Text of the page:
The Hummingbird algorithm change, and many other smaller updates that have been made since – jokingly referred to as “Fred” are helping to bring keywords back to how they were originally intended to be used – to find the right information for the user. Simple repeated keyword use isn’t good enough. SEO professionals have to know the reason a particular keyword is being used, and then create useful, valuable content that addresses that reason.
That being said, Moz founder Rand Fishkin has said that less than 15% of Google’s ranking equation is involved with keyword targeting, so even keyword targeting should be just one of many tactics in your SEO. The best bet, as always, is to create content that offers real and unique value to your users.
It is a mysteriously prevailing myth that site security isn’t important for SEO. Site security, in this instance, means using HTTPS rather than HTTP, and we can assure you that it matters for your SEO.
If you aren’t certain what the distinction is beyond an “S” at the end of one and not the other, you wouldn’t be alone. The “S” indicates that the website connection is encrypted to prevent any of your personal information from being intercepted and used maliciously. This encryption technology is known as SSL, or Secure Socket Layer. Websites using HTTPS are marked as “Secure” by the now familiar and reassuring little green lock beside the website URL.
Google announced in August of 2014 that HTTPS would be included in their ranking algorithms. Even four years ago, if your site was still reliant upon HTTP, your rankings could drop. Google has stated publicly that even between two otherwise equally ranked websites, the site with SSL enabled may receive a boost to push it above the other.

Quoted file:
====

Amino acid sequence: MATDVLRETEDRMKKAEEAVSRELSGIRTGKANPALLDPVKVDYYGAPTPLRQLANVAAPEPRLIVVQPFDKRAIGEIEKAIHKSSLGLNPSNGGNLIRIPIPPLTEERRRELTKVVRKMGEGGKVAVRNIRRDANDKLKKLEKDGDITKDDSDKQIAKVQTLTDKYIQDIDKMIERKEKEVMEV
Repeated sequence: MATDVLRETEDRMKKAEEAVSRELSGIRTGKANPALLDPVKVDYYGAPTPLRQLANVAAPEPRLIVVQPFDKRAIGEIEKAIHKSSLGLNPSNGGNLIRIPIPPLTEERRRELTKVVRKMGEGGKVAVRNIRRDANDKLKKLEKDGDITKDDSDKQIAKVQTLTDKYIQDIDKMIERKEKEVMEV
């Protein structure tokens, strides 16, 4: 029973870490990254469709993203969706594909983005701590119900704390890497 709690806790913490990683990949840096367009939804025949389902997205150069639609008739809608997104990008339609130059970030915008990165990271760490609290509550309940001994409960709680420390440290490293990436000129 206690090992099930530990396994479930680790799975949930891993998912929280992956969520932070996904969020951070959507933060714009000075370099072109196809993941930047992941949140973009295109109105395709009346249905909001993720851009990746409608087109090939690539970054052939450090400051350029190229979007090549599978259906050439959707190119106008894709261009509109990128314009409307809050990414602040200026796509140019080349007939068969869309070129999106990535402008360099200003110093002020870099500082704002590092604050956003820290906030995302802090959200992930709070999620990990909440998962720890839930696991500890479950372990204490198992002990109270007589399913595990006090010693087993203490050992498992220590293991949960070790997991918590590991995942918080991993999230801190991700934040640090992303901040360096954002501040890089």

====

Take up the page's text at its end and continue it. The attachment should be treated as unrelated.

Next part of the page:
Even if site security wasn’t a ranking factor, which it is, it would still be a factor in user experience. As leaks, hacks, and cyber attacks increase, feeling secure online is naturally growing more important to everyday internet users. People understandably want to feel that their privacy and information are being respected online, to the point that they will actively avoid sites they don’t trust. In a recent study, HubSpot found that 85% of people wouldn’t continue browsing if a site wasn’t secure.
Google is continually pushing the implementation of HTTPS. In October 2017, Google updated the Chrome browser to indicate that a page wasn’t secure if it contained a form and didn’t have SSL enabled. Google takes security seriously, and it is paying off. This HTTPS-everywhere initiative has been steadily making search safer for internet users. As secure pages are bumped up in rankings, users can be more confident in the legitimacy of the information they are searching for and the safety of their own information on that site. Both of these improve the overall user experience.